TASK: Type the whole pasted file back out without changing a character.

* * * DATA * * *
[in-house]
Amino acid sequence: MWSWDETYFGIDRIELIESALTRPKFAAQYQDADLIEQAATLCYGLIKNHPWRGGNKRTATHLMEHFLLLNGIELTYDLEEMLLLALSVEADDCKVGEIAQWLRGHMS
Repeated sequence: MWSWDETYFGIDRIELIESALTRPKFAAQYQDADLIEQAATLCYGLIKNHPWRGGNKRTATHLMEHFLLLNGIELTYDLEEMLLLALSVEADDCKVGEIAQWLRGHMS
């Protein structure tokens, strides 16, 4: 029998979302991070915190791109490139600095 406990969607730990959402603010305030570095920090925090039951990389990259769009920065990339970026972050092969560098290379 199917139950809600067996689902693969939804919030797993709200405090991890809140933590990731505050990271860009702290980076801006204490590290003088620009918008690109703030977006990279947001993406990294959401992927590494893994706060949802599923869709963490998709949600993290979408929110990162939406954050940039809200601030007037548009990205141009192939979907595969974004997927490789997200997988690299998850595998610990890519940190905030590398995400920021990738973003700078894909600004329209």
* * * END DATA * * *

[in-house]
Amino acid sequence: MWSWDETYFGIDRIELIESALTRPKFAAQYQDADLIEQAATLCYGLIKNHPWRGGNKRTATHLMEHFLLLNGIELTYDLEEMLLLALSVEADDCKVGEIAQWLRGHMS
Repeated sequence: MWSWDETYFGIDRIELIESALTRPKFAAQYQDADLIEQAATLCYGLIKNHPWRGGNKRTATHLMEHFLLLNGIELTYDLEEMLLLALSVEADDCKVGEIAQWLRGHMS
């Protein structure tokens, strides 16, 4: 029998979302991070915190791109490139600095 406990969607730990959402603010305030570095920090925090039951990389990259769009920065990339970026972050092969560098290379 199917139950809600067996689902693969939804919030797993709200405090991890809140933590990731505050990271860009702290980076801006204490590290003088620009918008690109703030977006990279947001993406990294959401992927590494893994706060949802599923869709963490998709949600993290979408929110990162939406954050940039809200601030007037548009990205141009192939979907595969974004997927490789997200997988690299998850595998610990890519940190905030590398995400920021990738973003700078894909600004329209």